NEW YORK (AP)–Jimmy Johnson was asked if he ever considered getting back into college coaching and responded by taking out his phone and scrolling through his pictures.
And Johnson showed the small crowd gathered around him a photo of himself and a 250-pound blue marlin he caught one morning, fishing by himself off the coast of Florida.
"They realize now I'm not coming back," said Johnson, who was 52-9 and won the 1987 national championship in five years at Miami (Fla.) before leaving to become coach of the Dallas Cowboys.
That's OK, Jimmy. You've done enough to be a College Football Hall of Famer.
Johnson was part of a class of 17 former players and coaches selected by the National Football Foundation and announced Tuesday at the Nasdaq stock exchange in Times Square.
"While winning back-to-back Super Bowls with the Dallas Cowboys was rewarding, the most fun I had in football was in college," Johnson said.
The other coaches to be inducted in December are Phillip Fulmer, who won the first Bowl Championship Series title in 1998 with Tennessee, and R.C. Slocum, the winningest coach in Texas A&M history.
Ty Detmer, the record-breaking 1990 Heisman Trophy winning quarterback for BYU, led the group of 14 players.
The rest of the class: receiver Art Monk of Syracuse; tight end Dave Casper of Notre Dame; tackle Jonathan Ogden of UCLA; running backs Charles Alexander of LSU and Otis Armstrong of Purdue; quarterback Tommy Kramer of Rice; defensive backs Scott Thomas of Air Force and Greg Myers of Colorado State; split end Hal Bedsole of Southern California; defensive end Gabe Rivera of Texas Tech; linebacker Mark Simoneau of Kansas State; and guard John Wooten of Colorado.
Johnson spent five seasons at Oklahoma State before replacing Howard Schnellenberger at Miami in 1984. He coached two College Football Hall of Famers — defensive tackle Russell Maryland and defensive back Bennie Blades— and at least one more eventual honoree in 1986 Heisman winner Vinny Testaverde.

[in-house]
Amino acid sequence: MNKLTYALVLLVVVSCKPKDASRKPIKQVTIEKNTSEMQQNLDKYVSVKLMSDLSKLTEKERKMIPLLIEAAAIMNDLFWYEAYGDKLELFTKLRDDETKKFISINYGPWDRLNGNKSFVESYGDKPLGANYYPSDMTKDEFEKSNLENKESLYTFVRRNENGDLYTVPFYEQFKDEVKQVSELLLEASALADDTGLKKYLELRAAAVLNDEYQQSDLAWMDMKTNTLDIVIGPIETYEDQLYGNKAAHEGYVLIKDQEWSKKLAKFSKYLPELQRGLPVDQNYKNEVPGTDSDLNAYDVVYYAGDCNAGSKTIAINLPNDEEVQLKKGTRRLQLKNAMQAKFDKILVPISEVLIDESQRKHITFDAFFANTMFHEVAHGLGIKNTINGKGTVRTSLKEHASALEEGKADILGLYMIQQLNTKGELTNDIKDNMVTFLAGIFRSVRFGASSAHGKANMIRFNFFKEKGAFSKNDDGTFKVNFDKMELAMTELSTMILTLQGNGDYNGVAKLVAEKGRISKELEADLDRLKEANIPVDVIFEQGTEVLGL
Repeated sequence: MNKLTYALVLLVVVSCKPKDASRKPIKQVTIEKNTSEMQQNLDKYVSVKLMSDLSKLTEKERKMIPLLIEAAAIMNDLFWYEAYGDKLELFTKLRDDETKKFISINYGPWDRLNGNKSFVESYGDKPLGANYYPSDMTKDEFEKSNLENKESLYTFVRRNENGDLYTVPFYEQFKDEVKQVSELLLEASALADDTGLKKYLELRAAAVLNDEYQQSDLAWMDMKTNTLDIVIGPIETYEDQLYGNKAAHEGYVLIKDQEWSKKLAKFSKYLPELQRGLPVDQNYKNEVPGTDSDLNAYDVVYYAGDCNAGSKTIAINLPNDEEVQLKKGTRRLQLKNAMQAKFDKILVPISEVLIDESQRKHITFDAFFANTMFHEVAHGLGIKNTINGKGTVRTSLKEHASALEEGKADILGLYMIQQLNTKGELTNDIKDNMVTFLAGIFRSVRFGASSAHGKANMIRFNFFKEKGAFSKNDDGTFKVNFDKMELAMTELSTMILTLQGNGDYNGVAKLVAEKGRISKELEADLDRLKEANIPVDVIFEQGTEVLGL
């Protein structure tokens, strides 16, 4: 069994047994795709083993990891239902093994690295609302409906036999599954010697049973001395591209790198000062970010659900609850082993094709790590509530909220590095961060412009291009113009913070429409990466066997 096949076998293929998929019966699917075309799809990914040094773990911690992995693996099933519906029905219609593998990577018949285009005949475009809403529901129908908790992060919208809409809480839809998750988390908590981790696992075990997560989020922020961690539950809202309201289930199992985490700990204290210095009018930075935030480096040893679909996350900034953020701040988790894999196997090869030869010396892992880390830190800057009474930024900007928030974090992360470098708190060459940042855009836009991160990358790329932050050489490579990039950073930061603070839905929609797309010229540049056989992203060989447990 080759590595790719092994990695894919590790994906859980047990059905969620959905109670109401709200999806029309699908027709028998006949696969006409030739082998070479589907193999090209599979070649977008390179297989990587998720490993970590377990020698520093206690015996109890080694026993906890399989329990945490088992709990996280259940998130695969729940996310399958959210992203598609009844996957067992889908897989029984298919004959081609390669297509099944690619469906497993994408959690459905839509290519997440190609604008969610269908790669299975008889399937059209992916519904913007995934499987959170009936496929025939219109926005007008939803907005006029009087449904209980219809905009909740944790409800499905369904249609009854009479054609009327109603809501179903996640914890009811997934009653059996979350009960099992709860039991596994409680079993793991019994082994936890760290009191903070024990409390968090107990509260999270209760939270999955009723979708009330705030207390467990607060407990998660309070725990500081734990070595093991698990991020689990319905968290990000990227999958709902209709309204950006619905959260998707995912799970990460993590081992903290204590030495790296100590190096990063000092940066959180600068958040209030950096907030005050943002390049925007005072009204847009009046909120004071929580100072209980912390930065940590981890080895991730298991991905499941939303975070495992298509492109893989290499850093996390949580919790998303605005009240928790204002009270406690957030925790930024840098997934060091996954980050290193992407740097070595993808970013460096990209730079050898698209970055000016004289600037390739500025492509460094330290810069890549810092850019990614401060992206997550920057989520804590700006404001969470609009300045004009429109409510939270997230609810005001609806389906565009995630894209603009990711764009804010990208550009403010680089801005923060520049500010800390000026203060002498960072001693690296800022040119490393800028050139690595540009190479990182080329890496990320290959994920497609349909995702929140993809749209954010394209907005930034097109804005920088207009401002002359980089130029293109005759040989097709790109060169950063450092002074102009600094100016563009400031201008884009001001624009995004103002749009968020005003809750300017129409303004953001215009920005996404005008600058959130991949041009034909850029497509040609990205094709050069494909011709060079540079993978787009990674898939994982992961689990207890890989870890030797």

He left Miami after the 1988 season for the NFL.
"It was a challenge," Johnson said. "I think that's why coaches leave college to give professional football a shot. The challenge. Their own egos. And that's what it was for me.
"I told the team this is not really something I want to do. This is something I have to do just for my own ego."
It worked out just fine, of course. He's got the sparkling Super Bowl ring to prove it. Johnson built another dynasty in Dallas and had some success with the Miami Dolphins, but it wasn't the same in the NFL.
"You're more than a football coach (in college)," he said. "I was in my office with young kids … being homesick. Young kids that had financial problems. Young kids that had academic problems.
"They thought they came there to get ready for pro football, but then they realized they had to get ready for life. It's a lot more than X's and O's."
Johnson's teams won with attitude. The Hurricanes were a brash, trash-talking bunch that became the team everybody loved to hate in the 1980s and '90s.
"A lot of people didn't like our approach because they had what we called a swagger," he said. "Our guys were disciplined. I didn't let our guys get away with being penalized. They were confident and maybe they were free-spirited, but they were good kids. Our guys got their diplomas."
Johnson said his best Miami team was the 1986 squad with Testaverde and defensive tackle Jerome Brown that lost the Fiesta Bowl and national championship to Penn State.
The Hurricanes arrived in Arizona wearing camouflage and talking tough, but they turned the ball over seven times and lost 14-10 to Joe Paterno's Nittany Lions in a game they dominated from the line of scrimmage.
Johnson called it the most devastating loss of his career — college or pro.
"It probably gave me the determination to be a better coach," he said.
The next season Miami ran the table and won the title. The following year Miami lost only once, at Notre Dame 31-30, when Johnson went for two points late instead of a tying extra point that might have given Miami another national title. The game was also famous for a controversial fumble call at the goal line involving Miami running back Cleveland Gary.
Johnson said he's happy to see college football heading toward a playoff system.
"If we would have had playoffs at Miami, I probably would have had another couple national championships," he said. "If we would have had replay, we'd probably had another one that Notre Dame won, but that's another story."
According to the National Football Foundation, to be eligible for the College Football Hall of Fame a player must:
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